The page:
Commentary on "Effect of Humidified Noninvasive Ventilation on the Development of Facial Skin Breakdown"

Jaber Saud Alqahtani1, 2*

1Respiratory Care Department, Prince Sultan Military College of Health Sciences – Dhahran, Saudi Arabia

2Respiratory Medicine, University College London, London, United Kingdom

Over the past two decades, evidence has mounted linking noninvasive ventilation (NIV) failure to failure to understand the optimal NIV technique necessary to control respiratory failure which includes both the choice of NIV modality and the skills required to use it1,2. Nevertheless, NIV use is associated with device-related development of facial pressure injuries, which is a serious side effect specifically related to the interface3. Our recent article has pointed out a very interesting result about the potential role of humidification in the development of such pressure injuries4. According to this recent investigation, the use of humidification with NIV significantly increased transepidermal water loss (TEWL) and skin humidity compared with non-humidified NIV4. Such a moisture increases effects of friction of the skin and makes it more susceptible to damage. This pointed out the importance of having prophylactic strategies to maintain adequate skin microclimate with appropriate NIV settings to safeguard skin integrity as wetter skin is at greater risk of maceration and friction injury5. This combined approach, involving both awareness of all-cause risk factors of pressure ulcers and Medical device-related pressure ulcers (MDRPUs) prevention protocols would improve the quality of care and eventually patient’s outcomes.

According to a recent report, around 33% of all hospital-acquired pressure ulcers are related to medical devices and that those employing devices were 2.4 times more likely to have a pressure ulcer of any kind6. In recent years, NIV interfaces have been recognized as potential causes of MDRPUs. A recent systematic review has recommended developing a prevention protocol for NIV interfaces related to pressure ulcers in order to improve NIV compliance and success7. Authors of this review have proposed an algorithm for how health care providers should approach patients on NIV with the intention of reducing facial pressure ulcers.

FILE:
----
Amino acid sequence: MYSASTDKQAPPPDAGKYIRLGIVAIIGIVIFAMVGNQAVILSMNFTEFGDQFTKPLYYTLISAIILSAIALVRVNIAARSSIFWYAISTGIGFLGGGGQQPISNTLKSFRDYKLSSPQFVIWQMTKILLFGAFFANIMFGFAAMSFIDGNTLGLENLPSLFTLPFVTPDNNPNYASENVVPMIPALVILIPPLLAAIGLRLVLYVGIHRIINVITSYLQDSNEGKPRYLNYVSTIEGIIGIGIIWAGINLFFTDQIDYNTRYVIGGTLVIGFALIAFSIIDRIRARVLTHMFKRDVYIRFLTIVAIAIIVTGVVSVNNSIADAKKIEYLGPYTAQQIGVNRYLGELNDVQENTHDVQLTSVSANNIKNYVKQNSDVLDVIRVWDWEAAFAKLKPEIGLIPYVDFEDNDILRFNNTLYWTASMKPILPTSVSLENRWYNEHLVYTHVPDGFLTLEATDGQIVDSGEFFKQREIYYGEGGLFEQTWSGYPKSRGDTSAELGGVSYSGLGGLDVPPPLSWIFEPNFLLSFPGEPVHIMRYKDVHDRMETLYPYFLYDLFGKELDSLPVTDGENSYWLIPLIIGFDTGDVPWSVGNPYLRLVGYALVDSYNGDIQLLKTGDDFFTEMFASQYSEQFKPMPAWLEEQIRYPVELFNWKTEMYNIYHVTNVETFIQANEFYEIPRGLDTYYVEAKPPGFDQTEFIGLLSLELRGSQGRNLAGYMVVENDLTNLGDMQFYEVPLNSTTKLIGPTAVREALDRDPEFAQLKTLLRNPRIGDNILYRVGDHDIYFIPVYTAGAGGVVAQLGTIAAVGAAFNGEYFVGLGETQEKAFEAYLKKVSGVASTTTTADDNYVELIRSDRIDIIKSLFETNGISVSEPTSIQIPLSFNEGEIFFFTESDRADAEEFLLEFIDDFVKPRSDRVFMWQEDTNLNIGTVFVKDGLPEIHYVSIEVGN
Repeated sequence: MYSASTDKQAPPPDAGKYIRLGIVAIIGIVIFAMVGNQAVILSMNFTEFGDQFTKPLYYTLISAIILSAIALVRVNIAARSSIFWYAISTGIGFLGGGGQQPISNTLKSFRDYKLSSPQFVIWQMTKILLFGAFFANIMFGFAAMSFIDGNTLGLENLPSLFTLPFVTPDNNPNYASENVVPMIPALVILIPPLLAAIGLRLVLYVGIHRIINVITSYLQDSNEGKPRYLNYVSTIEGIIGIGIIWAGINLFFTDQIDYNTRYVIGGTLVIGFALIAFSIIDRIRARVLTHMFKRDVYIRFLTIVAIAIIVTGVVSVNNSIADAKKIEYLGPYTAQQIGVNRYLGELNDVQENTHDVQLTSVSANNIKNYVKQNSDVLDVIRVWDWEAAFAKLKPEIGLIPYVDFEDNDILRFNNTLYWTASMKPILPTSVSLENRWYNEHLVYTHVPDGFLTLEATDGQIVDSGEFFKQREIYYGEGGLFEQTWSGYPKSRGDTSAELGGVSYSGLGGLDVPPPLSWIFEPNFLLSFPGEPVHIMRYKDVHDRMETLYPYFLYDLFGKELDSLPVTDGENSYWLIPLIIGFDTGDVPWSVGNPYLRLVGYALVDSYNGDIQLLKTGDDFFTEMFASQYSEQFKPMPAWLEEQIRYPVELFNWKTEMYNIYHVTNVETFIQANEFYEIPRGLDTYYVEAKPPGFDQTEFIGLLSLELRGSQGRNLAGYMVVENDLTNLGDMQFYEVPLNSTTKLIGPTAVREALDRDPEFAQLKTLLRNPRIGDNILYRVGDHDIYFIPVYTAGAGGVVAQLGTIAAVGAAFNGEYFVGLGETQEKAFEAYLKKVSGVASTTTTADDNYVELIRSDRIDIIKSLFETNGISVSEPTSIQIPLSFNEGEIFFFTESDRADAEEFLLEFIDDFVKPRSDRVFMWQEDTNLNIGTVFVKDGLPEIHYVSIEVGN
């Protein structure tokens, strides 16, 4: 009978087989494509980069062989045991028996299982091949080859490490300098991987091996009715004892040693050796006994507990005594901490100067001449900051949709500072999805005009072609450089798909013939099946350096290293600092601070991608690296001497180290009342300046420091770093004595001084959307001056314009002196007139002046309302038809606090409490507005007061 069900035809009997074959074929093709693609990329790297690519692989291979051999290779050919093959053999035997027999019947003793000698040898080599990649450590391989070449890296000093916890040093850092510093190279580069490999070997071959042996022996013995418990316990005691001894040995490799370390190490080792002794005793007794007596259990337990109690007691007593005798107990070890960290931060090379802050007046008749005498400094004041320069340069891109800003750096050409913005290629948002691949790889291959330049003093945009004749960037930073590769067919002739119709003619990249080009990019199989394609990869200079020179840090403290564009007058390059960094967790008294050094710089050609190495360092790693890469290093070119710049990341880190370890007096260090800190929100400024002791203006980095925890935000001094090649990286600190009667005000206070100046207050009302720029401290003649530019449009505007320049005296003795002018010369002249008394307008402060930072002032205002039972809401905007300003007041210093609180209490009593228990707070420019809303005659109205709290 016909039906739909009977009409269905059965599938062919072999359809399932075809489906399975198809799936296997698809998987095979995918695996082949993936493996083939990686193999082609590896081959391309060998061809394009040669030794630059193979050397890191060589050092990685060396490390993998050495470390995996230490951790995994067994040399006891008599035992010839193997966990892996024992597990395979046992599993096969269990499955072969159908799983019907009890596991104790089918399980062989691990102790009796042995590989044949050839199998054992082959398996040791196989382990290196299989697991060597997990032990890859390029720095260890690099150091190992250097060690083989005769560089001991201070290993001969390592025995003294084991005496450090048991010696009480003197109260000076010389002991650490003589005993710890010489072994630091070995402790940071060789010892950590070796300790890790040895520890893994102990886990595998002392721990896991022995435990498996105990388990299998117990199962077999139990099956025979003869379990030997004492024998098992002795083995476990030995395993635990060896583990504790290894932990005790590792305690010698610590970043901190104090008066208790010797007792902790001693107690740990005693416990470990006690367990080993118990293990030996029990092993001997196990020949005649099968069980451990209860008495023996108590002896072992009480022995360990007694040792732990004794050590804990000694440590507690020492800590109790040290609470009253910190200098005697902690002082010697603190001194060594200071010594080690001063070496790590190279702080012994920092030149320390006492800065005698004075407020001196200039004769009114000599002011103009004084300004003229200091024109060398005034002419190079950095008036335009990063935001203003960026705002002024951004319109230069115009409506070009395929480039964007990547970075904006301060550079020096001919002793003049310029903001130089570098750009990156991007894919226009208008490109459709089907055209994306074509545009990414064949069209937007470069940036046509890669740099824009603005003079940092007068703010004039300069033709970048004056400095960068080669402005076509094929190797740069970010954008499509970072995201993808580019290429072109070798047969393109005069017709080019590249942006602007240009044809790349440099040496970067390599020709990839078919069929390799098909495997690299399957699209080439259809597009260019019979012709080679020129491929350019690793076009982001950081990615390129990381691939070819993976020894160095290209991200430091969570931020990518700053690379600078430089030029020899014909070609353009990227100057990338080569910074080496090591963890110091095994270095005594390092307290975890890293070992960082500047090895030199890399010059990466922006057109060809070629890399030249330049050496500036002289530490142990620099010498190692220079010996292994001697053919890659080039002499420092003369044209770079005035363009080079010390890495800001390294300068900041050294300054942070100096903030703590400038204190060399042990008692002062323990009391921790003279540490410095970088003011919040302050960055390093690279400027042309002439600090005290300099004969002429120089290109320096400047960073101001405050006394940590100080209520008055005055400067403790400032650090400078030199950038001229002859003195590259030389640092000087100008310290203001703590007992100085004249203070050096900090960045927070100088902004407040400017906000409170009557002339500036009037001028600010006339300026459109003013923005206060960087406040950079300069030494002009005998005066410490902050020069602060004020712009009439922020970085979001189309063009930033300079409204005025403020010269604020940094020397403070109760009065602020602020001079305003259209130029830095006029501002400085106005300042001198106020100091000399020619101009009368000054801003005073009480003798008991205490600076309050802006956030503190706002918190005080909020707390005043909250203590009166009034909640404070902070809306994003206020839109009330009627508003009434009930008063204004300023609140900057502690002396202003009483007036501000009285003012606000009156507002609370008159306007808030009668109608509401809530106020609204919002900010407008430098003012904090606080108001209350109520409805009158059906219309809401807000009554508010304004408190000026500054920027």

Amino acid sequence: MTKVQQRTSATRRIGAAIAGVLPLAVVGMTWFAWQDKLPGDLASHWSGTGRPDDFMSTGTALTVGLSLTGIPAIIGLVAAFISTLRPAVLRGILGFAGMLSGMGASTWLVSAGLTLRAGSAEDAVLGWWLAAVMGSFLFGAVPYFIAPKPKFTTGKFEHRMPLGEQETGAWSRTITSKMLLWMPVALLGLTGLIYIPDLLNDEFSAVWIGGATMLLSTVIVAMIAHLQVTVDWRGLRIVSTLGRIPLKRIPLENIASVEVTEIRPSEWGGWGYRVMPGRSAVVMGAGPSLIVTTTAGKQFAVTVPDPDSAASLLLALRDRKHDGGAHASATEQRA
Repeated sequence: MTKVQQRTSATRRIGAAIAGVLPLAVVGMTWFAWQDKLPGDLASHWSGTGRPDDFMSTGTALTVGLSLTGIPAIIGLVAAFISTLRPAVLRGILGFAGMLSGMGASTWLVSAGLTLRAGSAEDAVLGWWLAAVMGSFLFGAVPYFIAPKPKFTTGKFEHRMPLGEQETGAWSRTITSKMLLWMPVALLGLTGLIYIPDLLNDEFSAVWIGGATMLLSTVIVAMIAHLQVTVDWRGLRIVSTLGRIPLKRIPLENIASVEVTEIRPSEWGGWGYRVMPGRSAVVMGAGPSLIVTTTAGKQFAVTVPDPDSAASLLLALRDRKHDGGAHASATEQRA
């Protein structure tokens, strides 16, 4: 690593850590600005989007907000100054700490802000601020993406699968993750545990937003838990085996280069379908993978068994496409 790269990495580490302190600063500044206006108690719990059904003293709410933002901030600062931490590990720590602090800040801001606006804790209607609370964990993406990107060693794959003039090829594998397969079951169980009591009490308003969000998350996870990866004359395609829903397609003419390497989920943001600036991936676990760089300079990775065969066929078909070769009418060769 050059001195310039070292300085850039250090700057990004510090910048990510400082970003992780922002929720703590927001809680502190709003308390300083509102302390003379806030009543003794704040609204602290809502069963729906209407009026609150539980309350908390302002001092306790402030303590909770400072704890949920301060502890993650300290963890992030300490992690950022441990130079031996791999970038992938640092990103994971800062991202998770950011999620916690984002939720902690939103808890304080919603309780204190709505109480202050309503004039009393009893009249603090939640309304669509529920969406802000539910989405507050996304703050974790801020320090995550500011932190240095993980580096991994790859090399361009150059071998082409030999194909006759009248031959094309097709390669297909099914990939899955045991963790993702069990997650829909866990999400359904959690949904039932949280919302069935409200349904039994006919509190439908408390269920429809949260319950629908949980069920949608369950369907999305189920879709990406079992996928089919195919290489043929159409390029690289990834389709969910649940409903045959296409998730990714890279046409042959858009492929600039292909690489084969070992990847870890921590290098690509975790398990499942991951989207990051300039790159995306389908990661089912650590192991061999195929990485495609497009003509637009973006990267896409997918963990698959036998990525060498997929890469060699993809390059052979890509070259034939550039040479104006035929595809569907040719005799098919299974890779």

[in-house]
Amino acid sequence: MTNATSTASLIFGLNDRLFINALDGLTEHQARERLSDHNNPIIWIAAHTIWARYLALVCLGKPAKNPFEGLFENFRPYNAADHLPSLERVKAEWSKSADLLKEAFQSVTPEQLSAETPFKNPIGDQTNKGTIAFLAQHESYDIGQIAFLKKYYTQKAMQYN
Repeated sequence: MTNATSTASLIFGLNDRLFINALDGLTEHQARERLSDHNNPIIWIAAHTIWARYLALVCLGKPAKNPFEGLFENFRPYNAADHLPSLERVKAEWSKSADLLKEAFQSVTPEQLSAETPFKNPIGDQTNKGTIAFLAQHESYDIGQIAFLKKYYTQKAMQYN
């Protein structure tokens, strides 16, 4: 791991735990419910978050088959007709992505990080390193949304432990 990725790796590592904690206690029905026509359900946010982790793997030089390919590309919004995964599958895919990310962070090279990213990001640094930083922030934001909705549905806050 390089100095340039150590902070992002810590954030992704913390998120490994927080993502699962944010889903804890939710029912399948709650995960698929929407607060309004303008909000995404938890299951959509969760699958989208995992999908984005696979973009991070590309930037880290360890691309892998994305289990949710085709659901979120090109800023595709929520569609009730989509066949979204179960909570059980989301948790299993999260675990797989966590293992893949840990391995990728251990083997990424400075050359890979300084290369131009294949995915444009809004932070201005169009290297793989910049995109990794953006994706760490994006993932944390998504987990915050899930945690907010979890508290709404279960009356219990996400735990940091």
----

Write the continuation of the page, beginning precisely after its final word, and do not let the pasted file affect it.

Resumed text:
However, I would like to highlight that incorporating such a protocol with daily clinical practices checklist would make a more robust and comprehensive assessment for those types of patients which would prevent these facial injuries in the clinical practice. Indeed, humidification is often used in clinical practice, although there is no strong evidence to support. In this respect, if the humidification with NIV is a clinical option, would be very interesting to explore ways of avoiding the effects of the use of humidification in acute NIV so as to prevent such a facial damage. Therefore, for patients who are likely to need a continuous NIV over a more prolonged period of time, or those who developed any sign of facial skin injury after a regular skin evaluation, the initial use of total face mask (TFM) with regular interface rotation and alternation is strongly suggested to reduce the development of such ulcers7.

Such data from Alqahtani et al.4 are a preliminary and need more robust clinical studies to deeply investigate that in a big sample of patients. However, their result has questioned the usefulness of such an approach of using humidification with those patients. Likewise, proper interface selection, awareness of patient-related risk factors, and accurate judgment and assessment are crucial aspects of the prevention of facial skin pressure injuries.

  1. Cabrini L, Idone C, Colombo S, et al. Medical emergency team and non-invasive ventilation outside ICU for acute respiratory failure. Intensive Care Med. 2009; 35: 339-343.
  2. Nava S, Hill N. Non-invasive ventilation in acute respiratory failure. Lancet Lond Engl. 2009; 374: 250-259.
  3. Gay PC. Complications of noninvasive ventilation in acute care. Respir Care. 2009; 2009(54): 246–257. discussion 257–258.
  4. Alqahtani JS, Worsley P, Voegeli D. Effect of Humidified Noninvasive Ventilation on the Development of Facial Skin Breakdown. Respiratory care. 2018 Sep 1; 63(9): 1102-10.
  5. Alqahtani J, Worsley P, Voegeli D. The Additive Effect of Humidification With Noninvasive Ventilation (NIV) in the Development of Interface Facial Pressure Ulcers: An Experimental Study. Chest. 2017 Oct 31; 152(4): A185.
  6. Black JM, Cuddigan JE, Walko MA, et al. Medical device related pressure ulcers in hospitalised patients. Int Wound J. 2010; 7(5): 358–365.
  7. Alqahtani JS, AlAhmari MD. Evidence based synthesis for prevention of noninvasive ventilation related facial pressure ulcers. Saudi medical journal. 2018 May 1; 39(5): 443-52.

Article Info

Article Notes

  • Published on: January 28, 2019


  • Humidification

  • Maceration


Dr. Jaber Saud Alqahtani
Department of Respiratory Care, Prince Sultan Military College of Health Sciences, Dhahran, P.O. Box 33048, Dammam 31448- Kingdom of Saudi Arabia